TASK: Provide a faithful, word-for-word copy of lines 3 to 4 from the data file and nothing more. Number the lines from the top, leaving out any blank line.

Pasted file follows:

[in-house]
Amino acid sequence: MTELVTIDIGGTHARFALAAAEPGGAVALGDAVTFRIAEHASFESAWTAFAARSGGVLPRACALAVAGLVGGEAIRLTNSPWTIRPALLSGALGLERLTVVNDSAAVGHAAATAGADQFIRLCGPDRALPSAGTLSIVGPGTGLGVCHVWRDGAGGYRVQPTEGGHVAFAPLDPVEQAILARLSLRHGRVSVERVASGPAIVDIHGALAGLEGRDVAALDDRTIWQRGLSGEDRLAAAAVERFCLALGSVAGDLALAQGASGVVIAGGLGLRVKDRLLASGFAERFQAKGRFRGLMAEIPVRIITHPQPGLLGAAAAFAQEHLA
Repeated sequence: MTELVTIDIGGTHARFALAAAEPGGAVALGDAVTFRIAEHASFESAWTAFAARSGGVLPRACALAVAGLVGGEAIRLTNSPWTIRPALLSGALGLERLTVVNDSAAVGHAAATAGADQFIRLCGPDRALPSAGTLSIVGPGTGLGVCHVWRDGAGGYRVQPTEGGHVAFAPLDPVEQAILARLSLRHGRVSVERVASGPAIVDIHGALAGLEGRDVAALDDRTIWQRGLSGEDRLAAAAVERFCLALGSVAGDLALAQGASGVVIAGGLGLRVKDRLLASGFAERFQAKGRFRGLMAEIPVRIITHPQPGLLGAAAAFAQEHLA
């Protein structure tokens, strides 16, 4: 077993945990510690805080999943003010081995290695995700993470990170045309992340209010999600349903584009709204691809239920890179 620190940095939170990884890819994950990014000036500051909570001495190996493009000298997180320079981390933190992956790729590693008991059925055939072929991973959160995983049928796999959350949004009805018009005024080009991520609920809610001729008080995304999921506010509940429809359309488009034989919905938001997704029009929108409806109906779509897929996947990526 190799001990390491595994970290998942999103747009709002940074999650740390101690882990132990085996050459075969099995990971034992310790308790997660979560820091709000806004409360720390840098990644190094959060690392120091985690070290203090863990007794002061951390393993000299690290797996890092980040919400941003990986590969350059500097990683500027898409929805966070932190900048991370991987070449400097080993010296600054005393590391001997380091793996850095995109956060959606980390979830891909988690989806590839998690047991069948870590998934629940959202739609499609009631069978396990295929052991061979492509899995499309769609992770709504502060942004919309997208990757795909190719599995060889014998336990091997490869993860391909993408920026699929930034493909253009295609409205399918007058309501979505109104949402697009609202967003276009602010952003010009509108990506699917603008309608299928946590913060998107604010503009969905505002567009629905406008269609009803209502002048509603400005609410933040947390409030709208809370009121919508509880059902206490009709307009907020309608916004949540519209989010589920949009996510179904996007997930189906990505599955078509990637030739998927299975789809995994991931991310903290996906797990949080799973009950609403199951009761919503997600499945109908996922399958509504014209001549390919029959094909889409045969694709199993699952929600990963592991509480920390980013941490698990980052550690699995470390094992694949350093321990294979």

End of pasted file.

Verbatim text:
Repeated sequence: MTELVTIDIGGTHARFALAAAEPGGAVALGDAVTFRIAEHASFESAWTAFAARSGGVLPRACALAVAGLVGGEAIRLTNSPWTIRPALLSGALGLERLTVVNDSAAVGHAAATAGADQFIRLCGPDRALPSAGTLSIVGPGTGLGVCHVWRDGAGGYRVQPTEGGHVAFAPLDPVEQAILARLSLRHGRVSVERVASGPAIVDIHGALAGLEGRDVAALDDRTIWQRGLSGEDRLAAAAVERFCLALGSVAGDLALAQGASGVVIAGGLGLRVKDRLLASGFAERFQAKGRFRGLMAEIPVRIITHPQPGLLGAAAAFAQEHLA
């Protein structure tokens, strides 16, 4: 077993945990510690805080999943003010081995290695995700993470990170045309992340209010999600349903584009709204691809239920890179 620190940095939170990884890819994950990014000036500051909570001495190996493009000298997180320079981390933190992956790729590693008991059925055939072929991973959160995983049928796999959350949004009805018009005024080009991520609920809610001729008080995304999921506010509940429809359309488009034989919905938001997704029009929108409806109906779509897929996947990526 190799001990390491595994970290998942999103747009709002940074999650740390101690882990132990085996050459075969099995990971034992310790308790997660979560820091709000806004409360720390840098990644190094959060690392120091985690070290203090863990007794002061951390393993000299690290797996890092980040919400941003990986590969350059500097990683500027898409929805966070932190900048991370991987070449400097080993010296600054005393590391001997380091793996850095995109956060959606980390979830891909988690989806590839998690047991069948870590998934629940959202739609499609009631069978396990295929052991061979492509899995499309769609992770709504502060942004919309997208990757795909190719599995060889014998336990091997490869993860391909993408920026699929930034493909253009295609409205399918007058309501979505109104949402697009609202967003276009602010952003010009509108990506699917603008309608299928946590913060998107604010503009969905505002567009629905406008269609009803209502002048509603400005609410933040947390409030709208809370009121919508509880059902206490009709307009907020309608916004949540519209989010589920949009996510179904996007997930189906990505599955078509990637030739998927299975789809995994991931991310903290996906797990949080799973009950609403199951009761919503997600499945109908996922399958509504014209001549390919029959094909889409045969694709199993699952929600990963592991509480920390980013941490698990980052550690699995470390094992694949350093321990294979």